Chinese Communication Studies: Contexts and Comparisons

Chinese Communication Studies: Contexts and Comparisons

Chinese Communication Studies: Contexts and Comparisons

Chinese Communication Studies: Contexts and Comparisons


Many varying factors contribute to the dynamics of Chinese communication, which both resembles and differs from its Western counterparts. In this provocative new collection of essays, an international group of scholars challenges the conventional notion of Chinese culture as static, recognizing the causes of cultural change and strategies of resistance. Examining communication contexts in mainland China, Hong Kong, and Taiwan, and comparing them to those of the United States and Europe, Chinese Communication Studies: Context and Comparisons considers the relationship between culture and communication in Chinese political, gender, family, and media contexts, providing the reader with insight both into how enduring Chinese cultural values are, and how they are being appropriated to meet political and economic goals.


Ling Chen

Ever since the “Liberation” of the 1949 revolution that gave birth to the People’s Republic of China, the Chinese have been exhorted to carry it on. In place of military conflicts, revolution has since taken the form of political campaigns, known as yundong (movement). The decades following the Liberation have seen so many political movements that a term appeared, yundongyuan, referring to those who frequently became targets of campaigns. How have the Chinese made sense of all this and understood what the government has explained to them throughout the years? This chapter presents a cultural members’ view of social-political development in the PRC from popular writings. The aim is not to explain specific events, but rather to understand the symbolic interaction between the cultural mindset and social circumstances. New insights may come from the viewpoint of ordinary Chinese, whose collective unconscious inclination is the ultimate determinant of a particular development of social-political events in China. Whereas it is shaped by sociocultural conditions, “Cultural memory has the ability to transform the new into something malleable enough to enable old ways of doing to still operate. These old ways of doing, in turn, end up reinforcing commitments to far more traditional ways of seeing, and it is these that fuel the daily routines of life” (Dutton, 1998, p. 42).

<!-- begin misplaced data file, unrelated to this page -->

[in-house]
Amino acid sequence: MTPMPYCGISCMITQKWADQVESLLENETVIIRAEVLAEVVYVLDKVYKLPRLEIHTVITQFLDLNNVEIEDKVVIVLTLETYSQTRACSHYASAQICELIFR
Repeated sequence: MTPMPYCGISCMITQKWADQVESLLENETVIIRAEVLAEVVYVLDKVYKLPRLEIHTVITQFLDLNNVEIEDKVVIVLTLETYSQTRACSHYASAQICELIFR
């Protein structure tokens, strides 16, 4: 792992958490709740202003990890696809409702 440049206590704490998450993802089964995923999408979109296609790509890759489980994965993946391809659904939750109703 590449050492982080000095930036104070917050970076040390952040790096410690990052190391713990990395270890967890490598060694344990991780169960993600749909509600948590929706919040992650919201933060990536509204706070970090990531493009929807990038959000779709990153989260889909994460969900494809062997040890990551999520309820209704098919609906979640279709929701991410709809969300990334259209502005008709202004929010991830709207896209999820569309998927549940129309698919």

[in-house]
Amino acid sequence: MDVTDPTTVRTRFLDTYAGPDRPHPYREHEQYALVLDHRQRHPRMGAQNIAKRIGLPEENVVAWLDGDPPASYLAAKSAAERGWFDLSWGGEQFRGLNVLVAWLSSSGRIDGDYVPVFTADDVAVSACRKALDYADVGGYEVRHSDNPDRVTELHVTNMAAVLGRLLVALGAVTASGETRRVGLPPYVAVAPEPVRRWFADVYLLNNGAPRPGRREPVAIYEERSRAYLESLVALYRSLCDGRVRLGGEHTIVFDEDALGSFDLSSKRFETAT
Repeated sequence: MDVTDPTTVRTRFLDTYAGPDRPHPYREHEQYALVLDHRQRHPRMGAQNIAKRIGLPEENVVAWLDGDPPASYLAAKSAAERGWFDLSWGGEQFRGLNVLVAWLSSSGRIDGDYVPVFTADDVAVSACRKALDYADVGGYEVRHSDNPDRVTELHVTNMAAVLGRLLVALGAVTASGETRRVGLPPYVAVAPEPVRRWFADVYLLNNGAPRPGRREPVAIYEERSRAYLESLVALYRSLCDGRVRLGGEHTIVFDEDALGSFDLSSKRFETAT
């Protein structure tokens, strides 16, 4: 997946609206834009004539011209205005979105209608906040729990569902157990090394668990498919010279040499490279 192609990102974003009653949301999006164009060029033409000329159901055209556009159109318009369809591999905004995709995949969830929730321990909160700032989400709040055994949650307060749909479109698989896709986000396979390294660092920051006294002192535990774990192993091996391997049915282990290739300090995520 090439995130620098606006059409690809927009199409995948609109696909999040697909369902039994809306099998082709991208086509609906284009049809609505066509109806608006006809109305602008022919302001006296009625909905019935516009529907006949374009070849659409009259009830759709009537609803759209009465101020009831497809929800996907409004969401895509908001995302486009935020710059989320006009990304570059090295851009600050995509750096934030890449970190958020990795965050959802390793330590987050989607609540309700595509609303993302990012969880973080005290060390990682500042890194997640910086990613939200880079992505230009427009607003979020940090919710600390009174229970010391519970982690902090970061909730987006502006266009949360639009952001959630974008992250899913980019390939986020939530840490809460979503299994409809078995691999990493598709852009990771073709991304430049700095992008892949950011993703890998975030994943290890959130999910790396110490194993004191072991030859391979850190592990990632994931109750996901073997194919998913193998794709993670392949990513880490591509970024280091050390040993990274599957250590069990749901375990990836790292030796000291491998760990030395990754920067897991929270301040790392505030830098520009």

A colleague curious about Chinese culture once asked me, “Is Confucianism the foundation of Chinese culture?” The question is innocent enough, but there

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